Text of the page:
Distributed Architecture is a design and research practice led by Fabrizio Furiassi. The office is committed to delivering projects that bring equality, diversity and inclusion into the built environment. Each project mobilizes architecture as a complex system of relationships distributed through multiple scales and time frames.

Fabrizio Furiassi is an architect and PhD candidate at the University of Basel, Switzerland. Since 2010, he has collaborated internationally with architecture firms, cultural institutions and enlightened clients to disseminate critical design culture. Fabrizio holds master’s degrees from the Columbia University GSAPP and the University of Rome La Sapienza. He studied at the Moscow Architectural Institute and completed the postgraduate research program at the Strelka Institute for Media, Architecture and Design. Fabrizio was shortlisted for the YTAA EU Mies Award / Fundació Mies van der Rohe in Barcelona, and for the Archiprix International / MIT in Cambridge. His works have been included in collective shows at the MAXXI Museum in Rome and at the Solomon R. Guggenheim Museum in New York.

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© Fabrizio Furiassi / Distributed Architecture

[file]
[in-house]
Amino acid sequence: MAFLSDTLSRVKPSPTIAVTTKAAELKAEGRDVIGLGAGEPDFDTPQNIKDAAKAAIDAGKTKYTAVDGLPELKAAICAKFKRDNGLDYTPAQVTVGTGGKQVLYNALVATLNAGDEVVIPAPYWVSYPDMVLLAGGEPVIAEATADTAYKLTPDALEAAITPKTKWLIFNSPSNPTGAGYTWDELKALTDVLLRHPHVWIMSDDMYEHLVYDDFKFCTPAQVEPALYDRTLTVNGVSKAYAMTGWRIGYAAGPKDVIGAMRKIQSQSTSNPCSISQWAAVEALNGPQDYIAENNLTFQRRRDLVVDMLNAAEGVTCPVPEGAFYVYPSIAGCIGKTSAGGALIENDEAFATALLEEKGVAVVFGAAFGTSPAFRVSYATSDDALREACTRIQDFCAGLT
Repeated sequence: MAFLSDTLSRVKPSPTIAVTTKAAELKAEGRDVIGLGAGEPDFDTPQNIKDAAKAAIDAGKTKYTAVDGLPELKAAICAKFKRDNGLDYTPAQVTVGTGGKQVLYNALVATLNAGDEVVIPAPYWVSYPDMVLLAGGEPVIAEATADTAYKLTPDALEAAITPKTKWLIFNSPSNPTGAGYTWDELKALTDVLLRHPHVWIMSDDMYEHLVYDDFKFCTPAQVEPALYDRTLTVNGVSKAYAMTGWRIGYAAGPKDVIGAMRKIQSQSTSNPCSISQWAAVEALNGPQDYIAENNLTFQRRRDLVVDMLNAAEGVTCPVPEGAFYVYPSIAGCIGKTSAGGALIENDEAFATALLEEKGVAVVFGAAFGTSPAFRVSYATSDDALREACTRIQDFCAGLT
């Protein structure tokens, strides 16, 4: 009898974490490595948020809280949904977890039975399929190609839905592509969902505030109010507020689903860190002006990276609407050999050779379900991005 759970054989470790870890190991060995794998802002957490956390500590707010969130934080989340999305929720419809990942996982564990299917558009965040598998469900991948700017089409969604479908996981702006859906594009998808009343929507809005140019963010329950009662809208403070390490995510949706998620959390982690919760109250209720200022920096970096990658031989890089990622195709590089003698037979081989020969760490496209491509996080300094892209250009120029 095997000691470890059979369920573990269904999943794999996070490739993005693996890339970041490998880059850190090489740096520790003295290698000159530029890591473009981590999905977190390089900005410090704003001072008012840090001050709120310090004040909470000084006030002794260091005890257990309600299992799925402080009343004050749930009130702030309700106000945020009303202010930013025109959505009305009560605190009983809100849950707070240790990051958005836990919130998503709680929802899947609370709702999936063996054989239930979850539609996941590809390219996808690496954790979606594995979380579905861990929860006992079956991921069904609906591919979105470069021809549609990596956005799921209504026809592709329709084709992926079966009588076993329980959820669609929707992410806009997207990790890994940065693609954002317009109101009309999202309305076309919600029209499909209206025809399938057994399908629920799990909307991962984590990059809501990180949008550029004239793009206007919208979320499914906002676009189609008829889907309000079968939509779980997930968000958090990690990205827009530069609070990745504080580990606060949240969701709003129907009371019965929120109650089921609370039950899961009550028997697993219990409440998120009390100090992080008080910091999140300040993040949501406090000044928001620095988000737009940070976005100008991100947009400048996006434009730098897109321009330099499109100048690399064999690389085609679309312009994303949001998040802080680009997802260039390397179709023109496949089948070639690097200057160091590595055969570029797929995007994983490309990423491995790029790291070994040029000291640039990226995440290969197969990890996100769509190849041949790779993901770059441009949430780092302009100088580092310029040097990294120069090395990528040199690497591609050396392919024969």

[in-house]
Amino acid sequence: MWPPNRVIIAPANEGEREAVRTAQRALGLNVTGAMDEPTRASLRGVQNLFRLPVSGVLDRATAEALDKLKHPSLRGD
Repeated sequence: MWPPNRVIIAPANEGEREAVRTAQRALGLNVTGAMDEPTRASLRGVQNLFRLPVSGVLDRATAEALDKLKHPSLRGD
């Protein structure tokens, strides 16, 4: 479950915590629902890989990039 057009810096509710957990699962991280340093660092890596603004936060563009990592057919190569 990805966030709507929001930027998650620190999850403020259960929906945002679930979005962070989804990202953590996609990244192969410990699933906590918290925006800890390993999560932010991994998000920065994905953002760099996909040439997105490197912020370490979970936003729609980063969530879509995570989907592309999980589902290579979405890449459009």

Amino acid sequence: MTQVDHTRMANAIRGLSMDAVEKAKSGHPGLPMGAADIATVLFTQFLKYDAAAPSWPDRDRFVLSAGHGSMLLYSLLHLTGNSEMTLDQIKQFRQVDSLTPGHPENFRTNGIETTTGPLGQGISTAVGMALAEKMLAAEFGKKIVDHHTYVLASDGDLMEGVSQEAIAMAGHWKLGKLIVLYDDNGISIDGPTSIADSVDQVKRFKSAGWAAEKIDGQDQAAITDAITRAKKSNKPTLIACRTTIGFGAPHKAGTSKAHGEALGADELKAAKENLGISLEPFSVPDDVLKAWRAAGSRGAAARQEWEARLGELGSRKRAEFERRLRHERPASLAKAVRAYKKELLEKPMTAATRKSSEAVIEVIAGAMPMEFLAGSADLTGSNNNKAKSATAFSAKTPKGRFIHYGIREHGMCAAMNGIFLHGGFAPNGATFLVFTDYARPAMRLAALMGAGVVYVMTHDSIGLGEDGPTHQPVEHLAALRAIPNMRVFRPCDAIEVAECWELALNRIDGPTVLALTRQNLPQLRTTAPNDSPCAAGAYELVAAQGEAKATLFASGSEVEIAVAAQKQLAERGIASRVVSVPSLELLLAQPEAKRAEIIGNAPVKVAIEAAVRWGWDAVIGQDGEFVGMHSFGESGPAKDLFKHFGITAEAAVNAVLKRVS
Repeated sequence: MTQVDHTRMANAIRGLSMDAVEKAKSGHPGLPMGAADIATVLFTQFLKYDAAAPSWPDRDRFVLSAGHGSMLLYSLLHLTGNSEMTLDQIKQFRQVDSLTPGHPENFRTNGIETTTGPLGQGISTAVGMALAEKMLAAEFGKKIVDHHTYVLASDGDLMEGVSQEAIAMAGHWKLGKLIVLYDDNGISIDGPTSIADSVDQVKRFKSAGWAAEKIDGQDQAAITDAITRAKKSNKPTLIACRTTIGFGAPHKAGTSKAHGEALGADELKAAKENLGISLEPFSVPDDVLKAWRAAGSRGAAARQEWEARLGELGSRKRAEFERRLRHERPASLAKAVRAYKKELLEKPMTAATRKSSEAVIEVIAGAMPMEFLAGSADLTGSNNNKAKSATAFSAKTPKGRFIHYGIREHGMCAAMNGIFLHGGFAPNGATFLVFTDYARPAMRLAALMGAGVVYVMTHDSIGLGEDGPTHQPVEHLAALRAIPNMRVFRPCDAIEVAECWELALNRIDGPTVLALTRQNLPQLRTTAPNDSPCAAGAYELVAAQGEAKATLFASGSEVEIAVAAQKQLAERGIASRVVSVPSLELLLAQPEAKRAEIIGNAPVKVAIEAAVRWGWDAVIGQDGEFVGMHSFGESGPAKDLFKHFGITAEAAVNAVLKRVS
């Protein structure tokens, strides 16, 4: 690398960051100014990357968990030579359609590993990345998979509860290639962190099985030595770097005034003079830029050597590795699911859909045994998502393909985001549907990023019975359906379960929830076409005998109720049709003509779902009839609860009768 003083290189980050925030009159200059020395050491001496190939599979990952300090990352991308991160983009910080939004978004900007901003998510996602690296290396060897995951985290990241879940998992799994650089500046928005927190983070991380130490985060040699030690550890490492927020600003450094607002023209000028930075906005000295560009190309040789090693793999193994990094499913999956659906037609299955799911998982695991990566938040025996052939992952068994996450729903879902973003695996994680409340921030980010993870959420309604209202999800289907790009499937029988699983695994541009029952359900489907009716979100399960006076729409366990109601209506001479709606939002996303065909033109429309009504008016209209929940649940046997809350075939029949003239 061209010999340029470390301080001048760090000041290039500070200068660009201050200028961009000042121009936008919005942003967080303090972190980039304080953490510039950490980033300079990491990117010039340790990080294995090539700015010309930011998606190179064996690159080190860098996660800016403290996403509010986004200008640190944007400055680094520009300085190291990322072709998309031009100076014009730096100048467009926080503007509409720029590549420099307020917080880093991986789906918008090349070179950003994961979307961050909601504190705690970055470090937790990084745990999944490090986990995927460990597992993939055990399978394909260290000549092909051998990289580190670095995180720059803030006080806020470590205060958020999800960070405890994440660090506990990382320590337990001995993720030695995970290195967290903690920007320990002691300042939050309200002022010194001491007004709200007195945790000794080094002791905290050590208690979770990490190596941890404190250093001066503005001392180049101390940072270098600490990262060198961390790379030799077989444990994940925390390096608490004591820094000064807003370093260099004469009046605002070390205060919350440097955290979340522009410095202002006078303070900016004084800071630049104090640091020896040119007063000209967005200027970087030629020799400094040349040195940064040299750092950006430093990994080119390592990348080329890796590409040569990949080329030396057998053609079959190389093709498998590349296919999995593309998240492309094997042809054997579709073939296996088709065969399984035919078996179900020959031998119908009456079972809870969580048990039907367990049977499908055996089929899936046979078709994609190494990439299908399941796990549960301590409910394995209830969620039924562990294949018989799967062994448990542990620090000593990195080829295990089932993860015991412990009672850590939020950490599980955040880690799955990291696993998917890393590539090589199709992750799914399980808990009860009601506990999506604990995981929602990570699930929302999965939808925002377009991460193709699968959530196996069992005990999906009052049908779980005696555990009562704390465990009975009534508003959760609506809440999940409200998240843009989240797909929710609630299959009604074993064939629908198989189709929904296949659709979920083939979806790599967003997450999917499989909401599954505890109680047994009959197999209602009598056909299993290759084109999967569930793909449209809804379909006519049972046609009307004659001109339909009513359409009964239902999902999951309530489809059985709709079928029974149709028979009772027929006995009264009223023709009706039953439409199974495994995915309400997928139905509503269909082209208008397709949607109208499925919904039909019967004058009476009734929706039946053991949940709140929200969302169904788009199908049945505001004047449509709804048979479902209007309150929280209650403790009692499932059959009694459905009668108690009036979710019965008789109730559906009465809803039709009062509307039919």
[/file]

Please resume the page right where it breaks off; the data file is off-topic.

Equal Mosque

In a suburban area with very few occasions of social gathering, the new Mosque near Preston, Lancashire, is conceived as both a unique religious landmark and platform for social encounters. Accessible to all and intended to become a meeting point for the entire community, the area is designed to function as a public park to encourage human relations and cultural exchange in a country, the UK, where historically the Muslim community is the singularly most victimized, scrutinized, demonized and marginalized.

In order to maximize the area dedicated to the park, the building develops its program vertically in respect of the Islamic tradition of juxtaposing functions in religious edifices. For the same reason, the parking is located underground and is connected to the entrance of the Mosque through a narrow excavated pathway. The building is constructed with local materials and is composed of two independent elements: a three-level timber structure accommodating the required functions, and a steel, glass and stone envelope regulating the interior light and temperature during the different seasons. The combination of these two elements—the container and the contained—aims to reflect a new approach to orientation in the design of mosques that expands the relationships between inner spaces, voids, enclosures, and the external landscape calling for the site to become the place of a vivid activity. In respect of the believers, the prayer hall is elevated to the highest floor of the building and remains separate, although in dialogue, with the other spaces available to either the Muslim and non-Muslim visitors. While featuring double amenities such as restrooms, ablutions, cloakroom and vertical connections, the interiors of this Mosque differ from the typical setting by allowing equal access to the different spaces for all, regardless of gender.

Client:        RIBA
Status:       Competition Entry
Program:   Religion | Park | Public Space 
April 2021

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